BACKGROUND: Patients on extracorporeal life support (ECLS), either for respiratory or cardiac support, are at high risk of malnutrition; guidelines on nutrition in critical care have not incorporated solid evidence regarding these settings. The aim of this narrative review is to gather the available evidence in the existing literature and transpose general principles to the ECLS population.
METHODS: A literature review of observational and interventional studies on nutrition during ECLS, and evaluation of nutrition guidelines in this perspective.
RESULTS: Nutrition is paramount for improving outcomes in ECLS, as well as in critically ill patients. The caloric needs during ECLS can vary according to the severity of the clinical state, sedation, paralysis, and temperature stability. Precise evaluation of energy expenditure by indirect calorimetry is difficult because ECLS is a system dedicated to removing carbon dioxide; however, modified equations composed of carbon dioxide values taken from the membrane lung are available. Guidelines suggest starting early enteral nutrition (EN) with a hypocaloric (70%-80% of the needs) strategy, also in acute states such as septic or cardiogenic shock. Moreover, EN, despite previous concerns, is feasible in prone position, an increasingly adopted strategy during mechanical ventilation. The catabolic state is maximal in these patients, causing a protein and muscular reduction. Therefore, adequate protein delivery should be guaranteed by administering a high protein intake of up to 2 g/kg/day.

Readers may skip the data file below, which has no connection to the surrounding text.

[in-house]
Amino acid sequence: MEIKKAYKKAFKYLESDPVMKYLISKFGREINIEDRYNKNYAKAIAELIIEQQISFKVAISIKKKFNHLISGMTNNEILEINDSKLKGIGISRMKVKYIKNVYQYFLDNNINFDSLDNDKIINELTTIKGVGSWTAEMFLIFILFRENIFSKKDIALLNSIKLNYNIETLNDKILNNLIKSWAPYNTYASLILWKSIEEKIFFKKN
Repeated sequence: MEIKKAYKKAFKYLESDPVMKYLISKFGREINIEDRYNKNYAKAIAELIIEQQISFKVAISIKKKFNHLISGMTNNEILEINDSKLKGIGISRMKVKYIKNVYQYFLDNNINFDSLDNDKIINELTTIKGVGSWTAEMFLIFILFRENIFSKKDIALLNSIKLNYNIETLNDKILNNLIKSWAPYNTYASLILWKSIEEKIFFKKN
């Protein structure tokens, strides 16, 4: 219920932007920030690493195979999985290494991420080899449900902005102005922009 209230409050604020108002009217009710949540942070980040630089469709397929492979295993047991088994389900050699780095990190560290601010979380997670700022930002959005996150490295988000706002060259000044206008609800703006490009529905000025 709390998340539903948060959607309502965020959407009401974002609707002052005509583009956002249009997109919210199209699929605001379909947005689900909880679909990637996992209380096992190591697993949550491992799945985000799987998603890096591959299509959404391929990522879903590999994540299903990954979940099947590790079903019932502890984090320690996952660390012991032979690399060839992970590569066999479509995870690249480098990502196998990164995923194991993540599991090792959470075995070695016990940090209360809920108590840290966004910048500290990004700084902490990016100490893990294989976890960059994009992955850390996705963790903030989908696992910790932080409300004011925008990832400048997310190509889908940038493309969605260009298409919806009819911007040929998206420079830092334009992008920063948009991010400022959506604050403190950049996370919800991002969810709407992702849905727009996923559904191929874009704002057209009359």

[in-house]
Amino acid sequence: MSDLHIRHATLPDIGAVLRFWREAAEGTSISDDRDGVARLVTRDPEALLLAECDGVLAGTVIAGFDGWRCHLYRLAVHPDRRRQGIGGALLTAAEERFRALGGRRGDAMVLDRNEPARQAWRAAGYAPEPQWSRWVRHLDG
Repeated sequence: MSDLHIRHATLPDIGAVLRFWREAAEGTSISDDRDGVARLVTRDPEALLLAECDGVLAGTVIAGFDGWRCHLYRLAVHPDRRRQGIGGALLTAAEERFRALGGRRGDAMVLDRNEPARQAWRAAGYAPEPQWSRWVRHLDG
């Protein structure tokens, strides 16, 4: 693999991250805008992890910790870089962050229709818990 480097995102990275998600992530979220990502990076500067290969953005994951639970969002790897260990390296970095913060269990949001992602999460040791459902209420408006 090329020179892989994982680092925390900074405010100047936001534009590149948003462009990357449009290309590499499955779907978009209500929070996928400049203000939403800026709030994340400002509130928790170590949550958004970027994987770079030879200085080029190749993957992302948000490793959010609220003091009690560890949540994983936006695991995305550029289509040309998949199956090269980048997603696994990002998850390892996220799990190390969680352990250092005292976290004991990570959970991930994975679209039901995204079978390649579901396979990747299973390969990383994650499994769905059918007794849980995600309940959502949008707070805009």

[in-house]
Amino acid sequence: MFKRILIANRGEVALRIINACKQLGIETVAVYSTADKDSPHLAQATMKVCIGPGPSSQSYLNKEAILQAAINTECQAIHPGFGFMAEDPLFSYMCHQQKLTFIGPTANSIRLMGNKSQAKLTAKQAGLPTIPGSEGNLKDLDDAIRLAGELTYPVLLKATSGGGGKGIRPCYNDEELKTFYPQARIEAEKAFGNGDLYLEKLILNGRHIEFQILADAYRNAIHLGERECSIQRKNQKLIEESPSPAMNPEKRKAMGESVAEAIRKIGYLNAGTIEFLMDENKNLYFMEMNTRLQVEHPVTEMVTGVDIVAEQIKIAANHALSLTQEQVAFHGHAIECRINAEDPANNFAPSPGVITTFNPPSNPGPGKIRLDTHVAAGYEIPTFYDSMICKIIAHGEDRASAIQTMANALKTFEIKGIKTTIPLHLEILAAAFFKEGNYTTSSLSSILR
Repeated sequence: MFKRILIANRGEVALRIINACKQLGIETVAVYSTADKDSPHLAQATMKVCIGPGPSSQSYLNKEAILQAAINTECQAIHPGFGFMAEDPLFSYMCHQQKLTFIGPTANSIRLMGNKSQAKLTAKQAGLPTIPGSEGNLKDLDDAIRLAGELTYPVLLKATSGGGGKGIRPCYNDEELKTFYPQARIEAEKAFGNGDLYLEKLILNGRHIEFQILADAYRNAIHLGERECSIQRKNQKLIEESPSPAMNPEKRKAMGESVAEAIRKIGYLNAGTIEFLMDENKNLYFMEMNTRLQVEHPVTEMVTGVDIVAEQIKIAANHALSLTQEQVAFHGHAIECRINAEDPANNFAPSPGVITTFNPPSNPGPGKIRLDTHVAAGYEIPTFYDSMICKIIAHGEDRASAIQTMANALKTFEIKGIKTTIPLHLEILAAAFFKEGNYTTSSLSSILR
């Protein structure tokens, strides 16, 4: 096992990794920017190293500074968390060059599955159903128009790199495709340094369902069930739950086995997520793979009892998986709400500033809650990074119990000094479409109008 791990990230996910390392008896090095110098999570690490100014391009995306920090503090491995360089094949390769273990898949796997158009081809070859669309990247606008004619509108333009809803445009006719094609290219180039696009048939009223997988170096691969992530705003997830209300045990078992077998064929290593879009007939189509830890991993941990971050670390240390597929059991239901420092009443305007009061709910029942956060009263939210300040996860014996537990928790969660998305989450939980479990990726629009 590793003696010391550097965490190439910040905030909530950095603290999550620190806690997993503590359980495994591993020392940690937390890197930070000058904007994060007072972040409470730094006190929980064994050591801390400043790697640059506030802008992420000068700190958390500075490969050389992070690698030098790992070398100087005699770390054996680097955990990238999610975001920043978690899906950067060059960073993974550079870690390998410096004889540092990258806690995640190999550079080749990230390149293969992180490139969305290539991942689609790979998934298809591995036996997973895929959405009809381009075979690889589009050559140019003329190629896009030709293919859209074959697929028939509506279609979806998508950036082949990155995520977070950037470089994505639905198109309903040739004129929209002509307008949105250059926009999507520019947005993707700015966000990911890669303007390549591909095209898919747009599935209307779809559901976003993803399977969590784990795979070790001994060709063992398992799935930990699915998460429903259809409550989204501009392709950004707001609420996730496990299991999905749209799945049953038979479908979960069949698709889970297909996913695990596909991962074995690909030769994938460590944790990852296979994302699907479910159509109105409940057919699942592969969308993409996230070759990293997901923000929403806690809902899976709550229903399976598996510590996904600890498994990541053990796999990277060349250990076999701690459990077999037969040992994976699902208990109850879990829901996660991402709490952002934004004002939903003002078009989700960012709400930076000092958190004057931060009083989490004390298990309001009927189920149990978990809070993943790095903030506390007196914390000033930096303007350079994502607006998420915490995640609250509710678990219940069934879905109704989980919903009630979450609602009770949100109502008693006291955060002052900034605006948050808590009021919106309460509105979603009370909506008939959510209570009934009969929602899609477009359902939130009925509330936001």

CONCLUSIONS: Studies on nutrition tailored to ECLS patients are warranted. Early hypocaloric EN with high protein intake, tailored on indirect calorimetry, may be the most appropriate option.
- CRITICALLY-ILL PATIENTS
- ENTERAL NUTRITION
- GLUCOSE CONTROL
- VITAMIN-D LEVELS
- extracorporeal life support
- extracorporeal membrane oxygenation
- indirect calorimetry
- prone position